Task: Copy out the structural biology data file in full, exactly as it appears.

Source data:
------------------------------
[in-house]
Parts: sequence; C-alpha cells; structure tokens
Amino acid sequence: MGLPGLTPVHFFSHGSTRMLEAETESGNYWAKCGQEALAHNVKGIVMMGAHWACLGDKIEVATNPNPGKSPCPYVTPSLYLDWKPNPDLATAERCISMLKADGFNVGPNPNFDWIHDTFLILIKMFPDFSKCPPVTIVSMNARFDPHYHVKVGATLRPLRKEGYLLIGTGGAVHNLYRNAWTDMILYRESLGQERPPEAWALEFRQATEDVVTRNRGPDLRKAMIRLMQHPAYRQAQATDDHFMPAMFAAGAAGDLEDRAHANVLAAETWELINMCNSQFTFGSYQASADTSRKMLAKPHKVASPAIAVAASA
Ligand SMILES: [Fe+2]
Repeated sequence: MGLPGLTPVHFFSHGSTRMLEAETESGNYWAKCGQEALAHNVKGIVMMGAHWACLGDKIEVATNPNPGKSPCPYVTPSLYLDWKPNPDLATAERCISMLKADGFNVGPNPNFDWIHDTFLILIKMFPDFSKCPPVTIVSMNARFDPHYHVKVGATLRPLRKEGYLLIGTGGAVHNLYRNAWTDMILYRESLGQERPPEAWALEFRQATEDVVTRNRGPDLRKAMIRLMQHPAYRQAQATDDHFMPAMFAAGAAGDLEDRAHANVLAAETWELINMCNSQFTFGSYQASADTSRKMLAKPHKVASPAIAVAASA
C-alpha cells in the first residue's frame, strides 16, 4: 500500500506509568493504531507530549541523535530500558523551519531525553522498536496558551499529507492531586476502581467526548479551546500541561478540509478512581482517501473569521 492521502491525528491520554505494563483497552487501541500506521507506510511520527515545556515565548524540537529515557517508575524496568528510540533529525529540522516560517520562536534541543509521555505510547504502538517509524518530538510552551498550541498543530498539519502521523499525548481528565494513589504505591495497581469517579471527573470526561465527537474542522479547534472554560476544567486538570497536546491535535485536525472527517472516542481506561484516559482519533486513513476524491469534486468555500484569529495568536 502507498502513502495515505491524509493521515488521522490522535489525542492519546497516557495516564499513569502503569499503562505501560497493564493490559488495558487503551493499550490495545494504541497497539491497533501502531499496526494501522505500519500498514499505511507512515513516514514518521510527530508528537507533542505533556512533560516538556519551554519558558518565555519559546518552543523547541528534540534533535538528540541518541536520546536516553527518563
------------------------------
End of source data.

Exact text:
[in-house]
Parts: sequence; C-alpha cells; structure tokens
Amino acid sequence: MGLPGLTPVHFFSHGSTRMLEAETESGNYWAKCGQEALAHNVKGIVMMGAHWACLGDKIEVATNPNPGKSPCPYVTPSLYLDWKPNPDLATAERCISMLKADGFNVGPNPNFDWIHDTFLILIKMFPDFSKCPPVTIVSMNARFDPHYHVKVGATLRPLRKEGYLLIGTGGAVHNLYRNAWTDMILYRESLGQERPPEAWALEFRQATEDVVTRNRGPDLRKAMIRLMQHPAYRQAQATDDHFMPAMFAAGAAGDLEDRAHANVLAAETWELINMCNSQFTFGSYQASADTSRKMLAKPHKVASPAIAVAASA
Ligand SMILES: [Fe+2]
Repeated sequence: MGLPGLTPVHFFSHGSTRMLEAETESGNYWAKCGQEALAHNVKGIVMMGAHWACLGDKIEVATNPNPGKSPCPYVTPSLYLDWKPNPDLATAERCISMLKADGFNVGPNPNFDWIHDTFLILIKMFPDFSKCPPVTIVSMNARFDPHYHVKVGATLRPLRKEGYLLIGTGGAVHNLYRNAWTDMILYRESLGQERPPEAWALEFRQATEDVVTRNRGPDLRKAMIRLMQHPAYRQAQATDDHFMPAMFAAGAAGDLEDRAHANVLAAETWELINMCNSQFTFGSYQASADTSRKMLAKPHKVASPAIAVAASA
C-alpha cells in the first residue's frame, strides 16, 4: 500500500506509568493504531507530549541523535530500558523551519531525553522498536496558551499529507492531586476502581467526548479551546500541561478540509478512581482517501473569521 492521502491525528491520554505494563483497552487501541500506521507506510511520527515545556515565548524540537529515557517508575524496568528510540533529525529540522516560517520562536534541543509521555505510547504502538517509524518530538510552551498550541498543530498539519502521523499525548481528565494513589504505591495497581469517579471527573470526561465527537474542522479547534472554560476544567486538570497536546491535535485536525472527517472516542481506561484516559482519533486513513476524491469534486468555500484569529495568536 502507498502513502495515505491524509493521515488521522490522535489525542492519546497516557495516564499513569502503569499503562505501560497493564493490559488495558487503551493499550490495545494504541497497539491497533501502531499496526494501522505500519500498514499505511507512515513516514514518521510527530508528537507533542505533556512533560516538556519551554519558558518565555519559546518552543523547541528534540534533535538528540541518541536520546536516553527518563